Perry Ellis on his final game at KU
In a more fair world, or perhaps a fairy tale one, Kansas’ NCAA Tournament Elite Eight game against Villanova on Saturday at the KFC Yum! Center would have provided a coronation of sorts for senior Perry Ellis.
A victory would have propelled the dedicated and sincere Ellis and KU to the Final Four to put the exclamation point on his terrific KU career, one tinged at times with growing pains but more distinguished just by growth.
A victory would have meant a different sort of validation for the valedictorian of Wichita Heights.
Instead of Villanova fending off Kansas 64-59 on a night Ellis had as many turnovers (four) as points, the story would have gone this way:
That Ellis overcame a mess of a first half and spurred KU to a comeback win that started when he finally managed his first points of the game after being fouled seconds into the second half.
Better yet, the story would add this turn: The Jayhawks finally came back from nine points down to take the lead for good at 37-36 after Ellis made his first basket with 13 minutes 23 seconds left.
Adding a symbolic flourish to how he’s evolved, that basket came after the subdued Ellis shouted “Wayne, Wayne, Wayne, Wayne!” to get the ball from teammate Wayne Selden.
But instead of being able to celebrate after the game, here was a red-eyed Ellis showing another side of himself: choking up when asked what Villanova coach Jay Wright had said in the long seconds he had consoled him in the handshake line.
“He just told me,” Ellis said, pausing as tears welled in his eyes, “I’m a great player and just keep my head up.”
And he was, the eighth-leading scorer in school history (1,798 points), one of the guys who put the rock in Rock Chalk.
“He’s going to go down as a great here,” Selden said, “because of everything he gave to this place.”
It’s a legacy that won’t be diminished by Saturday …
Even if it could have been enhanced with a victory.
“I have grown so much as a player/person my 4 years here!” Ellis posted on Twitter before he even left the locker room. “Fell short but it was a honor to have KANSAS across my chest! Thank you everyone!
But the distinction of being a Final Four team just wasn’t to be for Ellis and KU, for plenty of reasons that went beyond Ellis.
The Jayhawks were passive and off-kilter much of the first half, at one point committing eight turnovers in less than six minutes and looking tired or tight and not at all like the team they’d been for months as they’d won 17 in a row.
“I thought we got really out of character there for a stretch in the first half … That was probably about the worst ball we played in a long time,” KU coach Bill Self said.
Then, when Kansas grinded back to secure a 45-40 lead, it had no counter-punch after Villanova went on a 10-0 run.
On Friday here in Muhammad Ali’s hometown, Wright had likened this matchup to a heavyweight fight. With all due respect to Ali, he touted the role of Philly’s own Joe Frazier: “the underdog, the fighter, the Rocky.”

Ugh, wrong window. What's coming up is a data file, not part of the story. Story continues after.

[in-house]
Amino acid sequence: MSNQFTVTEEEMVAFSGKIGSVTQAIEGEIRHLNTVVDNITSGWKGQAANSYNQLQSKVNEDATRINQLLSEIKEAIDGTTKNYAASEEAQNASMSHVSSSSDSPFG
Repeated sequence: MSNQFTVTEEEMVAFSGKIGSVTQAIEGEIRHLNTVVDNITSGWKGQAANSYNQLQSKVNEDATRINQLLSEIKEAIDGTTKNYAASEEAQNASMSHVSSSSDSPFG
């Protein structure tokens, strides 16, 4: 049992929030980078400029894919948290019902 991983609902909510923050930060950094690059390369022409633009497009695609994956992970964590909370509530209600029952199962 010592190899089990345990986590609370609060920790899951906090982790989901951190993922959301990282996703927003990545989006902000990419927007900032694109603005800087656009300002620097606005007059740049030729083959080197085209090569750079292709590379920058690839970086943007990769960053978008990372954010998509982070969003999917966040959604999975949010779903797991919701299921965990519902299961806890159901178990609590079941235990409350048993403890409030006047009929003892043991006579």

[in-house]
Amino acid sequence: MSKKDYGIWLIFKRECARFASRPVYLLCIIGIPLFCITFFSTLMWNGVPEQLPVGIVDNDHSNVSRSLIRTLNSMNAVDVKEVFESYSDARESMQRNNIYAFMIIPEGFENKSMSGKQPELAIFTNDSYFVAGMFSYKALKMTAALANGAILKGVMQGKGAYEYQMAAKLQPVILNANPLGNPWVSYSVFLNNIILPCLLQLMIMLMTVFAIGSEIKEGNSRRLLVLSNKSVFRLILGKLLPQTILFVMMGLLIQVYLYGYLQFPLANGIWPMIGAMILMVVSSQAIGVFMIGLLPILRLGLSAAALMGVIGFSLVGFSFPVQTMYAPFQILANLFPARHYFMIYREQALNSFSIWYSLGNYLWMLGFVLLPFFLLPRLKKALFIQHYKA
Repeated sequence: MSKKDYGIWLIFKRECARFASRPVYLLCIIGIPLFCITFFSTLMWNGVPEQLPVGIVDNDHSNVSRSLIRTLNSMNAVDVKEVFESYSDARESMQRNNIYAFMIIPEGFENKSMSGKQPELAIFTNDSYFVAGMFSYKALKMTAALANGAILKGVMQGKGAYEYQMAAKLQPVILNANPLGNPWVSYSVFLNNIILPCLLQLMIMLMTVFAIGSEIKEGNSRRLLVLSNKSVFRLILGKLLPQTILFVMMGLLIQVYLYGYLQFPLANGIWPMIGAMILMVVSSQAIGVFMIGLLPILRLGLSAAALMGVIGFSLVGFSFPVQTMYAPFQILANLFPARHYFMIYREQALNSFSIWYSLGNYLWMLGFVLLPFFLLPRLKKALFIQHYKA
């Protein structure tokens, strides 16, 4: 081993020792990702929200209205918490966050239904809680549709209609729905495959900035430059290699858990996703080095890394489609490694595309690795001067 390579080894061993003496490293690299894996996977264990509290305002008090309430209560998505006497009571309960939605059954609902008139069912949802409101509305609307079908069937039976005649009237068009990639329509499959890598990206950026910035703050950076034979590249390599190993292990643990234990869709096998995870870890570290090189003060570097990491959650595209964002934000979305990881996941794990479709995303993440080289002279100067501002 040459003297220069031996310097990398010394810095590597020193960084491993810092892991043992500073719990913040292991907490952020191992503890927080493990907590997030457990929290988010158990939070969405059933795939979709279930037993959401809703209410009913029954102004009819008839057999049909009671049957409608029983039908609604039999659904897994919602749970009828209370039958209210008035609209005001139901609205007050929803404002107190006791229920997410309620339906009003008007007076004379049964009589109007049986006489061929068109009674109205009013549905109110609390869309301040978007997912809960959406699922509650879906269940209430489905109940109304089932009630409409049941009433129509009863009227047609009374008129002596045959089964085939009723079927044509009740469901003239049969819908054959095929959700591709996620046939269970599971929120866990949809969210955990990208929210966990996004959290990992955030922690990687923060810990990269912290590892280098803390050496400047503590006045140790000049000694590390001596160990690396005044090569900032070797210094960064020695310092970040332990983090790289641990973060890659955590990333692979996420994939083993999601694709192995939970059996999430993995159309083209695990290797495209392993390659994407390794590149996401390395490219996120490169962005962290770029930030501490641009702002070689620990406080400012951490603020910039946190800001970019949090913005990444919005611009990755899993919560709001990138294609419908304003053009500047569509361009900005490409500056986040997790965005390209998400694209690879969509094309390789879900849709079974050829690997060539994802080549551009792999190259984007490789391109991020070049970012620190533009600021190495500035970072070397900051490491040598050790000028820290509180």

As it happened, though, he took a cue from Ali by playing a little rope-a-dope when it came to how he viewed Ellis, who had scored 20 points or more in seven of KU’s previous eight games.
“If you put too much attention on Perry Ellis, they have a system and a scheme to take advantage of that and get everybody else easier shots, and the other players are very talented,” he said. “So you just can’t do it. You’ve got to play him straight up. …
“If you give him too much attention, these guys, every one of these guys, can kill you.”
But Villanova gambled otherwise, particularly in the first half, when it flustered Ellis with various forms of extra attention to muzzle him to just two field-goal attempts as he was turning the ball over four times.
Even his less-contested shots wouldn’t fall, starting with a tone-setting miss on the first play of the game and, from a career 76 percent free-throw shooter, the front end of a one-and-one.
“It happens in basketball sometimes where things don’t go your way,” Ellis said. “And it wasn’t going my way, so I tried to step up in different ways, just try to help, just make some plays.”
Missing those early looks and getting two fouls, including one on a charge on KU’s second possession, Self thought, made Ellis shy away some even as KU did a poor job either getting him the ball or getting to places where he could get the ball back.
And that ended up being the story of Ellis’ last college game, something that will sting for a while but also is only a sliver of his story.
“We’ve ridden Perry pretty hard over the last three years, and he’s almost always delivered for us,” Self said. “And so it doesn’t take anything away at all. …
“One of the all-time greats, regardless of the outcome of this game.”
Vahe Gregorian: 816-234-4868, @vgregorian